A rant about OEM lazieness as it pertains to Proprietary Files

Ever wondered why x device slowed down after an upgrade to the newest android version? Or why y doesn't work on a source built ROM? A BIG part of the issue is OEM's laziness. The bigger part however, is proprietary binaries. Quite often, proprietary binaries are not updated for feature inclusion, or improvements, and are only updated for the purpose of making the hardware WORK, not WORK WELL. They often go out of their way to actually update the HAL's/RIL's/Proprietary Blobs. A great example of this is the RIL. The RIL (Radio Interface Layer) is updated EXTREMELY infrequently. Android's RIL interface is versioned. The current AOSP revision of it is 11. Now, the ril-daemon (Android component that communicates with the RIL) allegedly supports any RIL revision 6=<. A great example of these components not being updated is in the Nexus S (crespo). It was upgrade to JellyBean, which natively includes RIL version 7. Instead of updating it to get all the perk

Breaking Samsung's Security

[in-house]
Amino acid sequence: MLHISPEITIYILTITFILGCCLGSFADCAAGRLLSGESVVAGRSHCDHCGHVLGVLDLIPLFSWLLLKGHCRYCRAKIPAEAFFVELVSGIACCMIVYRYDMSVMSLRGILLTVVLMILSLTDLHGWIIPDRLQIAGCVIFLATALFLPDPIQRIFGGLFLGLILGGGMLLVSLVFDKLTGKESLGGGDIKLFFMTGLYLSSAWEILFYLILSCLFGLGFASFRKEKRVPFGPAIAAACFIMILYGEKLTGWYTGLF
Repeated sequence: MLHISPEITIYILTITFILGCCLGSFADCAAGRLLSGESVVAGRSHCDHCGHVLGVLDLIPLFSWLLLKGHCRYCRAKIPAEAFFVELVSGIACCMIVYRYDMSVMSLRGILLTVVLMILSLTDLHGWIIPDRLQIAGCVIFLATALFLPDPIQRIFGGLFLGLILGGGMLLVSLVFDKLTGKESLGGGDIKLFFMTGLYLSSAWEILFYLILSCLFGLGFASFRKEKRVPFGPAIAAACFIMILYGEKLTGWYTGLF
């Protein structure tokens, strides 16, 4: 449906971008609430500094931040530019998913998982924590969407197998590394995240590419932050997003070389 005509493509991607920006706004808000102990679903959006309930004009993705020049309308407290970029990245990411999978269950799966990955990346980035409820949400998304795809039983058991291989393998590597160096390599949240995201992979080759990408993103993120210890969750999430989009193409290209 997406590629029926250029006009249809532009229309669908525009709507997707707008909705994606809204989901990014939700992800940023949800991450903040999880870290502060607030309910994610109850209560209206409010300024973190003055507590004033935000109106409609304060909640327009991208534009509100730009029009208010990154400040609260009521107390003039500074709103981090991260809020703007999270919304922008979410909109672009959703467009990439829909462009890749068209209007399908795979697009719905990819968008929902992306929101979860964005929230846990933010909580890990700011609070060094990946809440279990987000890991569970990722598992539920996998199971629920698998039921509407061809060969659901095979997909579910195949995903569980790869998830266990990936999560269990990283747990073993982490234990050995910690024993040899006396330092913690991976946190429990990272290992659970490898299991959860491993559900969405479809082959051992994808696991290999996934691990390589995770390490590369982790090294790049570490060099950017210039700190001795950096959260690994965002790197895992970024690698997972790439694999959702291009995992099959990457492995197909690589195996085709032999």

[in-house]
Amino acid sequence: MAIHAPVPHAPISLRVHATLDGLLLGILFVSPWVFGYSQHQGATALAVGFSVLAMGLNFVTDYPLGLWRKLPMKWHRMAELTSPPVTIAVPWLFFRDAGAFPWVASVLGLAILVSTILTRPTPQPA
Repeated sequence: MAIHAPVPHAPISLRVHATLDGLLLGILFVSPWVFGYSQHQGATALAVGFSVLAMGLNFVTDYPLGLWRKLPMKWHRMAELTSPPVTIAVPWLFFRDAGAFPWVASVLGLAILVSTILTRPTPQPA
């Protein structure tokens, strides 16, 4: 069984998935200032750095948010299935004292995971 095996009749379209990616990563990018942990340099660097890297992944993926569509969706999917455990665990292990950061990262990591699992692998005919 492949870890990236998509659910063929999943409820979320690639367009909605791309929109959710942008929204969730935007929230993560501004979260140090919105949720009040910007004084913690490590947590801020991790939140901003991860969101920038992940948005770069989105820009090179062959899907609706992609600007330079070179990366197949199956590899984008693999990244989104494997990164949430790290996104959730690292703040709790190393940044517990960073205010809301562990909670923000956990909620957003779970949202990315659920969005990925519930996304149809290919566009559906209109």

Problem: The Verizon Galaxy S4 is bootloader locked. Well, what exactly is a Locked Bootloader? A locked bootloader checks for a digital signature on certain images/partitions on the device. This prompted me to begin to research ways to work around this. The Verizon Galaxy S4 (hereon referred to as VZW S4) checks the integrity of signatures on all of the following partitions; -           Boot (boot.img) -           TrustZone (TZ.img) -           Aboot   (aboot.mbn) -           RPM (RPM.mbn) -           SBL1 (sbl1.mbn) -           SBl2 (sbl2.mbn) -           SBl3 (sbl3.mbn) -           The Partition Map (JFLTE_USA_VZW.pit) -           Recovery (recovery.img) -           Modem -           NON-HLOS   Partitions not checked: -           System (/system, only checked during OTA Update) -           Persdata (/Data) -           Cache (/cache) -           Hidden.img Basic Understanding of the boot sequence: PDF: https://drive.go